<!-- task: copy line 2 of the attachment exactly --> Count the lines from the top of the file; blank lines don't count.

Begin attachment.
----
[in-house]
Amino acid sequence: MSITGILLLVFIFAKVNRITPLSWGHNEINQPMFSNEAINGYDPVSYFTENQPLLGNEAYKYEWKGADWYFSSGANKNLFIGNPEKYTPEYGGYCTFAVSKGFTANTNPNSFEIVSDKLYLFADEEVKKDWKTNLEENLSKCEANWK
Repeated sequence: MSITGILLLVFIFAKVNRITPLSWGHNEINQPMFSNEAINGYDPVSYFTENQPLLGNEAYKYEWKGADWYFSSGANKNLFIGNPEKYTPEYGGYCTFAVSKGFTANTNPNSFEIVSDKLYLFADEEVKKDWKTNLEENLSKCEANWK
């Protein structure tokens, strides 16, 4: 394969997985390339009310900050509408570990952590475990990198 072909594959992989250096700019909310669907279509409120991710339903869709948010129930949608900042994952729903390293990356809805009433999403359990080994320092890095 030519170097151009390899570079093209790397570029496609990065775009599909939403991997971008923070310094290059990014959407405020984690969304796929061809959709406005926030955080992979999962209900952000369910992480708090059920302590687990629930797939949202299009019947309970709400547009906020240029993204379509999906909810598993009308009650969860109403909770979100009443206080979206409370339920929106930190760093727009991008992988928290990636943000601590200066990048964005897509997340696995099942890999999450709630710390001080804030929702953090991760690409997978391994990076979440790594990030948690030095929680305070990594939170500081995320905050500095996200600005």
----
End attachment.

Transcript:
Amino acid sequence: MSITGILLLVFIFAKVNRITPLSWGHNEINQPMFSNEAINGYDPVSYFTENQPLLGNEAYKYEWKGADWYFSSGANKNLFIGNPEKYTPEYGGYCTFAVSKGFTANTNPNSFEIVSDKLYLFADEEVKKDWKTNLEENLSKCEANWK